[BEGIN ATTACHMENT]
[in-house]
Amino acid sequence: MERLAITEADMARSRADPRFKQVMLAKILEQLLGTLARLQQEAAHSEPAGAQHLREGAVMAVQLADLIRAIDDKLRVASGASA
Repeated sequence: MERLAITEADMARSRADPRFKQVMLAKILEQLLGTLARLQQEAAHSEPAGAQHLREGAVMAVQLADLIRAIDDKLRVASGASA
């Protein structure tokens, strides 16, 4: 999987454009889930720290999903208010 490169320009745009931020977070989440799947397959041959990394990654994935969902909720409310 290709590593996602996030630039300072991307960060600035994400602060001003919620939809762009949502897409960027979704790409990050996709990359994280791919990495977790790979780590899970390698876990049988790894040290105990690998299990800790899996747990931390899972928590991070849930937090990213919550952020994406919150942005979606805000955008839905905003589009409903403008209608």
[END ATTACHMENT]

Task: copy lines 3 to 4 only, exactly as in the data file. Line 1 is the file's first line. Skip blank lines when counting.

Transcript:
Repeated sequence: MERLAITEADMARSRADPRFKQVMLAKILEQLLGTLARLQQEAAHSEPAGAQHLREGAVMAVQLADLIRAIDDKLRVASGASA
């Protein structure tokens, strides 16, 4: 999987454009889930720290999903208010 490169320009745009931020977070989440799947397959041959990394990654994935969902909720409310 290709590593996602996030630039300072991307960060600035994400602060001003919620939809762009949502897409960027979704790409990050996709990359994280791919990495977790790979780590899970390698876990049988790894040290105990690998299990800790899996747990931390899972928590991070849930937090990213919550952020994406919150942005979606805000955008839905905003589009409903403008209608």